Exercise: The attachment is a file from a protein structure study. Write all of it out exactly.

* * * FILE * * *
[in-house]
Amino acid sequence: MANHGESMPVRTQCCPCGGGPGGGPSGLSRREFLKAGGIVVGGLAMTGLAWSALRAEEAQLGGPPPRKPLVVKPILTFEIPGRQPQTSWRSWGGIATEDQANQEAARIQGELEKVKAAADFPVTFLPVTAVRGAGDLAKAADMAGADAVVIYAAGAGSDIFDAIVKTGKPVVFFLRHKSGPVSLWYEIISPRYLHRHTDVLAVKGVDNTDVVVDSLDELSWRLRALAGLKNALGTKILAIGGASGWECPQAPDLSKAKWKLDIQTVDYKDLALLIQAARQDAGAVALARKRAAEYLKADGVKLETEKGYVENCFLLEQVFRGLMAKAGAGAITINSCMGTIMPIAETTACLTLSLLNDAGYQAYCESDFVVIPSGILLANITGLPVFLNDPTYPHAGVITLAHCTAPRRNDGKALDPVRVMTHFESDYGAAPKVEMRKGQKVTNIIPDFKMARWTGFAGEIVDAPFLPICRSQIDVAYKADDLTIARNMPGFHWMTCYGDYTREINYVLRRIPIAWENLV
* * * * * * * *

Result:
[in-house]
Amino acid sequence: MANHGESMPVRTQCCPCGGGPGGGPSGLSRREFLKAGGIVVGGLAMTGLAWSALRAEEAQLGGPPPRKPLVVKPILTFEIPGRQPQTSWRSWGGIATEDQANQEAARIQGELEKVKAAADFPVTFLPVTAVRGAGDLAKAADMAGADAVVIYAAGAGSDIFDAIVKTGKPVVFFLRHKSGPVSLWYEIISPRYLHRHTDVLAVKGVDNTDVVVDSLDELSWRLRALAGLKNALGTKILAIGGASGWECPQAPDLSKAKWKLDIQTVDYKDLALLIQAARQDAGAVALARKRAAEYLKADGVKLETEKGYVENCFLLEQVFRGLMAKAGAGAITINSCMGTIMPIAETTACLTLSLLNDAGYQAYCESDFVVIPSGILLANITGLPVFLNDPTYPHAGVITLAHCTAPRRNDGKALDPVRVMTHFESDYGAAPKVEMRKGQKVTNIIPDFKMARWTGFAGEIVDAPFLPICRSQIDVAYKADDLTIARNMPGFHWMTCYGDYTREINYVLRRIPIAWENLV